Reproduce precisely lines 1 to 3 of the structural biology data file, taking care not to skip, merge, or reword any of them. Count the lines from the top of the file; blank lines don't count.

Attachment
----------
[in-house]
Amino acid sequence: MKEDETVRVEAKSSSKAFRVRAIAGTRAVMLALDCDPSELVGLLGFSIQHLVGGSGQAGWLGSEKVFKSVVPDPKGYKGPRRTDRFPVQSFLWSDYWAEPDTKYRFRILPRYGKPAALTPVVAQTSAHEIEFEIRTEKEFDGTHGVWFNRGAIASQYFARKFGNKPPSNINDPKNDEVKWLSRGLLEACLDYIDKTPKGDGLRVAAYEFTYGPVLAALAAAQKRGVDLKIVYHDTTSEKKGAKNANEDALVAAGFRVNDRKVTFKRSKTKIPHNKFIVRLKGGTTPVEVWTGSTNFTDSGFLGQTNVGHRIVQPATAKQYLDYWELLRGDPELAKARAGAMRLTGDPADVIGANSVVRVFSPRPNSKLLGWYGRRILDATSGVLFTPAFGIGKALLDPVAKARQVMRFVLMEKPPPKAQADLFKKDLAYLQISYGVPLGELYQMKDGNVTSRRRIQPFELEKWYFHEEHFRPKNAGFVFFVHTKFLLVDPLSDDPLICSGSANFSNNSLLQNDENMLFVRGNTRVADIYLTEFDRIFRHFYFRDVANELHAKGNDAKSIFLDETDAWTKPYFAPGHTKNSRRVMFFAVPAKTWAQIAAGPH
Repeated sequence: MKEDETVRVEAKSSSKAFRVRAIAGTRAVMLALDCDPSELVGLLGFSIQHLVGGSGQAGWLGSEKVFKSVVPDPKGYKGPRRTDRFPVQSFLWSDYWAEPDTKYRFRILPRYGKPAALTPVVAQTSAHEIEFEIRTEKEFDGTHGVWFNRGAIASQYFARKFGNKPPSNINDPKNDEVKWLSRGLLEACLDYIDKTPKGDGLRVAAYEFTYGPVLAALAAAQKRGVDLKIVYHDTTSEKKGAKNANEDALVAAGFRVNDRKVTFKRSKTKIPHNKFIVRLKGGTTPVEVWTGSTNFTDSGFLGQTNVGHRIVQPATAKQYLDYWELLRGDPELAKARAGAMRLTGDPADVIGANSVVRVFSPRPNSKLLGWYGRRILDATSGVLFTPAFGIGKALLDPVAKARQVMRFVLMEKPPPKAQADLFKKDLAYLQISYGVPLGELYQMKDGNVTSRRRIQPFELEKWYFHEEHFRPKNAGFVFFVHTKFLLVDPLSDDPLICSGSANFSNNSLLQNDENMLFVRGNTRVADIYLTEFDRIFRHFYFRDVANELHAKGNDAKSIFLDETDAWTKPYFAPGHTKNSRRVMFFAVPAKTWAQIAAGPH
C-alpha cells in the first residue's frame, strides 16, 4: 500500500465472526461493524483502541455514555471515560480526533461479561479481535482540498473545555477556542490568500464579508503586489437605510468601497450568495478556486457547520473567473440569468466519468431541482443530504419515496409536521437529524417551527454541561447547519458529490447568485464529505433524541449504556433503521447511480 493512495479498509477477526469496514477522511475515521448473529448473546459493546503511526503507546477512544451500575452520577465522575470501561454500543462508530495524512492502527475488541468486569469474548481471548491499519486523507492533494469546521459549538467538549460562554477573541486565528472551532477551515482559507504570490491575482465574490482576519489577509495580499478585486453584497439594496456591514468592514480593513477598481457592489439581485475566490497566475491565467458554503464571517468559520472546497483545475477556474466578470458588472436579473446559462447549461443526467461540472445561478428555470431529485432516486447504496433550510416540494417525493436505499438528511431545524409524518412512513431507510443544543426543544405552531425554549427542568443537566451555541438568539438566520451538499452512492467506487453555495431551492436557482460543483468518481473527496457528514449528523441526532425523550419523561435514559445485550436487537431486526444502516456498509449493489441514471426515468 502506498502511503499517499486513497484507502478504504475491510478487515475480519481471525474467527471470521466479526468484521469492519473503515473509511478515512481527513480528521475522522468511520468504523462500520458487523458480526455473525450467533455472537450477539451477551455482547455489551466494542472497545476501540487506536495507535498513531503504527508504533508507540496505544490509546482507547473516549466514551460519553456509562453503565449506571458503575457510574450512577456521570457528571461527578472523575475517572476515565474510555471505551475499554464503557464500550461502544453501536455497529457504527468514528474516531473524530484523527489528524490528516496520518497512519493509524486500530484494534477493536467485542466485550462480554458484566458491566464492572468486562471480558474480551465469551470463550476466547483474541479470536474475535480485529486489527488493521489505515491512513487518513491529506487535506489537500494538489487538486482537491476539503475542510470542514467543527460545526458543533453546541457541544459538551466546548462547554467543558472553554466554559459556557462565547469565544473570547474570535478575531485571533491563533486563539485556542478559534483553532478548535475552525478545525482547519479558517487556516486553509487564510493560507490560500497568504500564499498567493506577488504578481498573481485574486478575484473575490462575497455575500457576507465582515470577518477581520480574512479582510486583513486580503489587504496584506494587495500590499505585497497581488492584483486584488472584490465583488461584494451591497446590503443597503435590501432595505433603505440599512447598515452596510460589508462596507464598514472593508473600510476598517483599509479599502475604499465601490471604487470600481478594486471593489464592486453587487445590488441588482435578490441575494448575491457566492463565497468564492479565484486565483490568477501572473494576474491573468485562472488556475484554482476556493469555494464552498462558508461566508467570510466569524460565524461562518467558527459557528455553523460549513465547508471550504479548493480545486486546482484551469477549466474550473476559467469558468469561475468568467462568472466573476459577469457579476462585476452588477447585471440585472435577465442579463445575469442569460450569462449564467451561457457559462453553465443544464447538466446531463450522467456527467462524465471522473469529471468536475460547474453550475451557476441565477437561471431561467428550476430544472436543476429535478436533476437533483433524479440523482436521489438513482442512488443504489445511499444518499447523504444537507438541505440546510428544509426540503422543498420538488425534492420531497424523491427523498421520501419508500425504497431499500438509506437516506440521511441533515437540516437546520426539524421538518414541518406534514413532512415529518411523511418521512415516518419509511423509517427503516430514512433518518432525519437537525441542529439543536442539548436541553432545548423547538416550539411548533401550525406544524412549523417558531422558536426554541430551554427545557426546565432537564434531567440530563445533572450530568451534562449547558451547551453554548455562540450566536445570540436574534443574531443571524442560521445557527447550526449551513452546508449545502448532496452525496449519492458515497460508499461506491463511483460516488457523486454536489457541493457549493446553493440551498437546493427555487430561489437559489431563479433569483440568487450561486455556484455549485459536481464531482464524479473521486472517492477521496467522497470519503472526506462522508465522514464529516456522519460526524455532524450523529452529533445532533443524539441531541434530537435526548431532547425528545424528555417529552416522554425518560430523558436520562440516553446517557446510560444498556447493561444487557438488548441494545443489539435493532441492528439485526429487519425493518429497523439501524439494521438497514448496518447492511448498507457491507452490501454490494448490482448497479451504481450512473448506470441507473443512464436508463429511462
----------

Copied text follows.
[in-house]
Amino acid sequence: MKEDETVRVEAKSSSKAFRVRAIAGTRAVMLALDCDPSELVGLLGFSIQHLVGGSGQAGWLGSEKVFKSVVPDPKGYKGPRRTDRFPVQSFLWSDYWAEPDTKYRFRILPRYGKPAALTPVVAQTSAHEIEFEIRTEKEFDGTHGVWFNRGAIASQYFARKFGNKPPSNINDPKNDEVKWLSRGLLEACLDYIDKTPKGDGLRVAAYEFTYGPVLAALAAAQKRGVDLKIVYHDTTSEKKGAKNANEDALVAAGFRVNDRKVTFKRSKTKIPHNKFIVRLKGGTTPVEVWTGSTNFTDSGFLGQTNVGHRIVQPATAKQYLDYWELLRGDPELAKARAGAMRLTGDPADVIGANSVVRVFSPRPNSKLLGWYGRRILDATSGVLFTPAFGIGKALLDPVAKARQVMRFVLMEKPPPKAQADLFKKDLAYLQISYGVPLGELYQMKDGNVTSRRRIQPFELEKWYFHEEHFRPKNAGFVFFVHTKFLLVDPLSDDPLICSGSANFSNNSLLQNDENMLFVRGNTRVADIYLTEFDRIFRHFYFRDVANELHAKGNDAKSIFLDETDAWTKPYFAPGHTKNSRRVMFFAVPAKTWAQIAAGPH
Repeated sequence: MKEDETVRVEAKSSSKAFRVRAIAGTRAVMLALDCDPSELVGLLGFSIQHLVGGSGQAGWLGSEKVFKSVVPDPKGYKGPRRTDRFPVQSFLWSDYWAEPDTKYRFRILPRYGKPAALTPVVAQTSAHEIEFEIRTEKEFDGTHGVWFNRGAIASQYFARKFGNKPPSNINDPKNDEVKWLSRGLLEACLDYIDKTPKGDGLRVAAYEFTYGPVLAALAAAQKRGVDLKIVYHDTTSEKKGAKNANEDALVAAGFRVNDRKVTFKRSKTKIPHNKFIVRLKGGTTPVEVWTGSTNFTDSGFLGQTNVGHRIVQPATAKQYLDYWELLRGDPELAKARAGAMRLTGDPADVIGANSVVRVFSPRPNSKLLGWYGRRILDATSGVLFTPAFGIGKALLDPVAKARQVMRFVLMEKPPPKAQADLFKKDLAYLQISYGVPLGELYQMKDGNVTSRRRIQPFELEKWYFHEEHFRPKNAGFVFFVHTKFLLVDPLSDDPLICSGSANFSNNSLLQNDENMLFVRGNTRVADIYLTEFDRIFRHFYFRDVANELHAKGNDAKSIFLDETDAWTKPYFAPGHTKNSRRVMFFAVPAKTWAQIAAGPH